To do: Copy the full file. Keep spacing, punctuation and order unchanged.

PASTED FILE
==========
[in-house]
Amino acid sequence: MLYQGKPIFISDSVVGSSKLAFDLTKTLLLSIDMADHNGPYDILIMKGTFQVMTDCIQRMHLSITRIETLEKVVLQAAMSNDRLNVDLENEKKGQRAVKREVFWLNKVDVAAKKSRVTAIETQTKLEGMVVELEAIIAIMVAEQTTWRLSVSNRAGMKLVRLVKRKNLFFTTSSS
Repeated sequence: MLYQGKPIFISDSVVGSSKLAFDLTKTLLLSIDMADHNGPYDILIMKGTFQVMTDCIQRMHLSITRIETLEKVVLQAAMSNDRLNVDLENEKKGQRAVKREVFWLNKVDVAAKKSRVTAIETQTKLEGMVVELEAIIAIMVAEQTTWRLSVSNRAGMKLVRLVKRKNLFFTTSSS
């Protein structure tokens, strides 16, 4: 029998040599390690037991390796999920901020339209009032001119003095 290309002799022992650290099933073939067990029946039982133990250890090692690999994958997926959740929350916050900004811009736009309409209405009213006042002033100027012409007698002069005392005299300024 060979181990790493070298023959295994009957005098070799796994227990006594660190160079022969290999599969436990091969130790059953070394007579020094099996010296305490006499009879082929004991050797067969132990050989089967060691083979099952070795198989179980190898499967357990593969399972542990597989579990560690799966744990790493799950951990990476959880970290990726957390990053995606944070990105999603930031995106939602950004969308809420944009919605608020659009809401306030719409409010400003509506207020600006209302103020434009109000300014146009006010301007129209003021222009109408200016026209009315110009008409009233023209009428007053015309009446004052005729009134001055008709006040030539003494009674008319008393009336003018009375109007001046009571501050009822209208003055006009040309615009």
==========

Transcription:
[in-house]
Amino acid sequence: MLYQGKPIFISDSVVGSSKLAFDLTKTLLLSIDMADHNGPYDILIMKGTFQVMTDCIQRMHLSITRIETLEKVVLQAAMSNDRLNVDLENEKKGQRAVKREVFWLNKVDVAAKKSRVTAIETQTKLEGMVVELEAIIAIMVAEQTTWRLSVSNRAGMKLVRLVKRKNLFFTTSSS
Repeated sequence: MLYQGKPIFISDSVVGSSKLAFDLTKTLLLSIDMADHNGPYDILIMKGTFQVMTDCIQRMHLSITRIETLEKVVLQAAMSNDRLNVDLENEKKGQRAVKREVFWLNKVDVAAKKSRVTAIETQTKLEGMVVELEAIIAIMVAEQTTWRLSVSNRAGMKLVRLVKRKNLFFTTSSS
């Protein structure tokens, strides 16, 4: 029998040599390690037991390796999920901020339209009032001119003095 290309002799022992650290099933073939067990029946039982133990250890090692690999994958997926959740929350916050900004811009736009309409209405009213006042002033100027012409007698002069005392005299300024 060979181990790493070298023959295994009957005098070799796994227990006594660190160079022969290999599969436990091969130790059953070394007579020094099996010296305490006499009879082929004991050797067969132990050989089967060691083979099952070795198989179980190898499967357990593969399972542990597989579990560690799966744990790493799950951990990476959880970290990726957390990053995606944070990105999603930031995106939602950004969308809420944009919605608020659009809401306030719409409010400003509506207020600006209302103020434009109000300014146009006010301007129209003021222009109408200016026209009315110009008409009233023209009428007053015309009446004052005729009134001055008709006040030539003494009674008319008393009336003018009375109007001046009571501050009822209208003055006009040309615009």